Monitoring the Mobile Threat LandscapeApril 4, 2017
The UK’s National Cyber Security Centre (NCSC) and the National Crime Agency (NCA) released a joint paper on the cyber threats to UK businesses on March 14th. This paper can be seen as an authoritative voice with regards to the “state of the nation” and cyber threats to UK corporations.
While much of the media response to the paper focused on one part of the document which discussed threats from ransomware and connected devices, another section of the paper examined the emerging threat from malicious mobile applications. The paper assessed that at the time of writing, while there had been no reported cases of mobile malware being used in an attack to pivot into a corporate enterprise network, it is a growing threat and overall attacks involving mobile malware have increased in volume and sophistication. The increasing speed, power, and storage capabilities of mobile devices means they are used more frequently for activities previously conducted on other platforms, such as laptops or PCs. Mobile devices are considered to be highly lucrative and viable targets to threat actors.
Three prominent trends were identified in the cyber threat report:
- Malicious applications which distribute malware, often request elevated privileges and permissions in order to conduct further infections. The types of malware detected to date have included information stealers and ransomware. In January 2017 a ransomware variant called Charger was identified bundled together with an information stealer masquerading as a battery saving app available for download from the Google Play store. The app has since been removed from the store.
- Fake applications which mimic brands and trick users in to downloading the malicious version. These were involved in stealing personal or confidential information such as credentials. A trojan downloader was identified masquerading as an Adobe Flash Player app targeting all Android operating systems in February 2017, seeking to infect users with banking malware, seeking to steal customers’ login credentials.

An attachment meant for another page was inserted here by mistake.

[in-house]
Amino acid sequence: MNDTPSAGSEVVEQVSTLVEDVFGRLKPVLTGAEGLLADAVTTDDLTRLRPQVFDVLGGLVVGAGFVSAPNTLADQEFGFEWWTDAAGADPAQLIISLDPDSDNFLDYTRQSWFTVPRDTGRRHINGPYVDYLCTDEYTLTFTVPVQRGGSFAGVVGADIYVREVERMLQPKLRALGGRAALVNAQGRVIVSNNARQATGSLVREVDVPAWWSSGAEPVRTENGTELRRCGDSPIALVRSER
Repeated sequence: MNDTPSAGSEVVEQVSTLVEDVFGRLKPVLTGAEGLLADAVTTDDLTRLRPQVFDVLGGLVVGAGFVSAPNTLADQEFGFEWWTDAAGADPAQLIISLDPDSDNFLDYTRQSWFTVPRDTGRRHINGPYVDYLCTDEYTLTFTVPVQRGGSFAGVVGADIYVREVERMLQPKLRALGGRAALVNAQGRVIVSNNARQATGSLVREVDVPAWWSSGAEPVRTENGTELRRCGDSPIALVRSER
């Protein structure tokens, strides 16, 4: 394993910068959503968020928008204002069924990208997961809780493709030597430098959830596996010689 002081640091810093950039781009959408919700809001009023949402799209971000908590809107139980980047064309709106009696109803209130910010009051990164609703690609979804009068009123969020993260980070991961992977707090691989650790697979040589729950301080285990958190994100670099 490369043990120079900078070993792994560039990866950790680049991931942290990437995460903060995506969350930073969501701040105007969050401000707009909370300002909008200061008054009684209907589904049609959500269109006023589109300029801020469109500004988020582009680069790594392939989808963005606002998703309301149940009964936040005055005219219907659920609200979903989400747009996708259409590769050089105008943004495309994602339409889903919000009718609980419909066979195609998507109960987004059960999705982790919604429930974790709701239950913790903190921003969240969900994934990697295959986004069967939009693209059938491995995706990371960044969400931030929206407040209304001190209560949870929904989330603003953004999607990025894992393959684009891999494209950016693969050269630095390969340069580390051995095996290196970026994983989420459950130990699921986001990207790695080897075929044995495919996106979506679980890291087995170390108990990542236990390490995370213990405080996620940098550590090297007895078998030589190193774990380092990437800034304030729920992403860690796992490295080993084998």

- SMS phishing (aka SMishing), uses the same techniques as traditional phishing attacks to persuade the user into disclosing personal information, download a file or app, or visit a malicious site. Various bank and retail customers have been targeted in SMishing attacks, often involving an alert to customer warning of suspicious activity on their account and requesting confirmation of their credentials, or offering access to exclusive vouchers and discount codes. Successful attacks resulted in the compromise of customers’ personal and financial information.
In recognition of the growing nature of mobile threats, Digital Shadows has recently extended its SearchLight digital risk management service to focus on Mobile Application Monitoring. The wide range of threats detected includes:
- Suspect application behavior and code, such as self-signed certificates or the presence of malware;
- Versions of an application that have been modified by a third party;
- Copies of application on stores that are not actively managed;
- Impersonations or spoof applications that mimic brands and affiliate links that mislead or confuse users.
By identifying these threats, organizations can protect themselves from potential theft of intellectual property, mitigate against brand misuse and prevent subsequent reputational damage. Organizations without mobile applications or use of SMS communication are still considered to be at risk of threat actors developing malicious and illegitimate applications, or targeting their customers with SMishing attacks.
To mitigate this threat it’s important to improve education around mobile applications risks. This includes the risk of purchasing from third-party stores, downloading cracked versions of applications, and granting requests for intrusive permissions and privileges all increase risks to end users. Organizations should ensure that operating systems are up to date, helping to prevent against the exploitation of vulnerabilities by threat actors.
Mobile devices and applications have been described as the “new battleground” in digital risk and security. Therefore, all mobile users should benefit from knowing what threats are lurking over the horizon.